Subject: What is this bug
Location: South Carolina
January 4, 2015 8:49 pm
I have found three of these in my house. What are they? They move slowly.
Signature: Hates bugs

Brown Marmorated Stink Bug

Brown Marmorated Stink Bug

Dear Hates bugs,
This is an invasive exotic species, a Brown Marmorated Stink Bug.  It was recently introduced to North America and spread rapidly across the continent.

What's That Bug? does not endorse extermination

Subject: Mystery wasp
Location: Cuba
January 5, 2015 10:24 am
I took these photos of this spectacular-looking insect in Cuba on December 11th last year. It was big – I suppose around 4 inches long.
Having done a lot of searching on the net, I have not found any photos of an insect exactly like this one. It resembles pictures of tarantula wasps, but none of the others I’ve seen have the same colouring or the segmented yellow antennae. I did discover that there are tarantula wasp mimics, so perhaps this bug is a mimic?
I hope you can help me.
Thanks in advance
Signature: Mary

Spider Wasp, Probably Tarantula Hawk

Spider Wasp, Probably Tarantula Hawk

Dear Mary,
This is a gorgeous Spider Wasp in the family Pompilidae, and it could well be a species of Tarantula Hawk.
  Your individual looks very similar to Pepsis menechma which is pictured on BugGuide.  In 2006, we posted this image of a Cuban Tarantula Hawk, but alas, it does not show the antennae.  We are postdating your submission to go live during our absence from the office next week.

Most likely Tarantula Hawk

Most likely Tarantula Hawk

Ah yes, I did see the dried-up bug photo and wondered if it had looked like mine when alive. You’re right my blue bug was gorgeous and I was very lucky to see it on my last morning before leaving to fly back to England.
Many thanks for your help, Daniel.
Mary

Spider Wasp, most likely Tarantula Hawk

Spider Wasp, most likely Tarantula Hawk

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Subject: unknown spider
Location: Upper-Coomera Gold Coast 4209, Queensland
January 3, 2015 4:02 pm
This bug only comes out at night to the same place, makes its Web between the garden and rail by the pool, in the morning the spider and Web are gone.
It has a bright orange/red back and it seems like it’s like a shell (not sure).
Please help us find out what it is..
Thanks
Signature: Ellen

Orbweaver

Orbweaver

Dear Ellen,
This is a harmless Orbweaver is also called a Garden Spider, and we believe it is in the genus
Eriophora based on images posted to the Brisbane Insect Website.  This appears to be a genus with some variability in coloration and markings within the species.  We believe your species is Eriophora biapicata and there is a nice image posted to FlickR.  We are postdating your submission to go live next week while we are out of the office.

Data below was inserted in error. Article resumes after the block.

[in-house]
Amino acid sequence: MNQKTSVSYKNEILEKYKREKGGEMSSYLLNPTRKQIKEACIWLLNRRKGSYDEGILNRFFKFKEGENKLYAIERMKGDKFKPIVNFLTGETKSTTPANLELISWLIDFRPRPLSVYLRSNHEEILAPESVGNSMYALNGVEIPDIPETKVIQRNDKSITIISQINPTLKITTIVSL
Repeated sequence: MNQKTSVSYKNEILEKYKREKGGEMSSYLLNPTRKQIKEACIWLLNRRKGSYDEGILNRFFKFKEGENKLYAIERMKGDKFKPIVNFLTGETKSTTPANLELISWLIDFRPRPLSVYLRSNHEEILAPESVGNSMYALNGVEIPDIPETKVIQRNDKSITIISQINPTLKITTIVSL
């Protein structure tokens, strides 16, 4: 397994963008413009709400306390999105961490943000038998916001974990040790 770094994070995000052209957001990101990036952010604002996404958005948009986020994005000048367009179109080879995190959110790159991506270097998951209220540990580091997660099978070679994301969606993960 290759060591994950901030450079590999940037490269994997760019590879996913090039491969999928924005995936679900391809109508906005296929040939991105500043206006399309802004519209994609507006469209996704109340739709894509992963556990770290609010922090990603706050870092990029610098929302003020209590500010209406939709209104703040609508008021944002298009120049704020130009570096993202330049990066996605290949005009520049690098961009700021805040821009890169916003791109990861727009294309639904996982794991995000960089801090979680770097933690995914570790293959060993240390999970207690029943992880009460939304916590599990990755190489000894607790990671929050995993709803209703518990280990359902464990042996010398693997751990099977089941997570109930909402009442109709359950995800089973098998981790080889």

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What's That Bug? does not endorse extermination

Subject: bug identification
Location: Howrah, West Bengal, India
January 4, 2015 2:35 am
I would like to know about this bug. Regards.
Signature: sreeradha steh

Jewel Bugs

Lychee Shield Bugs

Dear Sreeradha,
This pretty Shield Bugs in the family Scutelleridae are commonly called Lychee Shield Bugs,
Chrysocoris stolli.  We are postdating your submission to go live to our site next week while we are on holiday.

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Subject: swarming black tiny bugs
Location: Southcoast MA
January 4, 2015 1:12 pm
wonder if these are springtails or something else?
Signature: Liz

Probably Snow Fleas

Probably Snow Fleas

Dear Liz,
There is not enough detail in your image, even when enlarged, to reveal the identity of individual insects, but we believe these are most likely Springtails.  Springtails that become active on sunny days in the winter, even with snow on the ground, are called Snow Fleas.
  Since we will be out of the office for a spell, we are postdating your submission to go live in our absence later in the month.

Probably Springtails, AKA Snow Fleas

Probably Springtails, AKA Snow Fleas

Subject: Beetle
Location: Minnesota
May 18, 2011 8:45 am
Hello bugman,
These images were taken on 5.18.2011 in Minnesota, east of Minneapolis about 20 miles, and although the image quality isn’t very good, I was hoping to learn what it is. It was rather large, perhaps 3 inches. It’s hard to see but on the side view image it looks as though there’s a good size hole in the abdomen, but that could just be an illusion because of the angle and poor image quality. At first I thought it was an Odonata excuviea but ruled it out. Then I thought it might be a click beetle, but I don’t think it is.
I looked on Bug Guide, but wasn’t able to ID this bug. So, I hoping you may be ab;e to shed some light on this ugly, but fascinating little bug
Signature: Laura

Brown and Gold Rove Beetle

Possibly Brown and Gold Rove Beetle

Dear Laura,
Even though you were unable to properly identify this Rove Beetle, we are impressed that you recognized it as a beetle as Rove Beetles do not resemble most beetles as they lack hard elytra.  It looks similar to 
Platydracus maculosus which is pictured on BugGuide, but we would not entirely discount that it might be a Brown and Gold Rove Beetle, Ontholestes cingulatus, which is also pictured on BugGuide.  Rove Beetles are a large family and your individual might be in an entirely different genusSince your image is several years old, this is not a timely or seasonal posting.  We are preparing several posts to go live while we are away from the office in early January, so you will be able to find this posting on our site in the coming week.

Brown and Gold Rove Beetle

Possibly Brown and Gold Rove Beetle

Thank you so much for your speedy reply and information. I don’t often see beetles of any kind and certainly not as large as this, at least not alive!
Thanks again, Bugman!
Laura from Mound Mn

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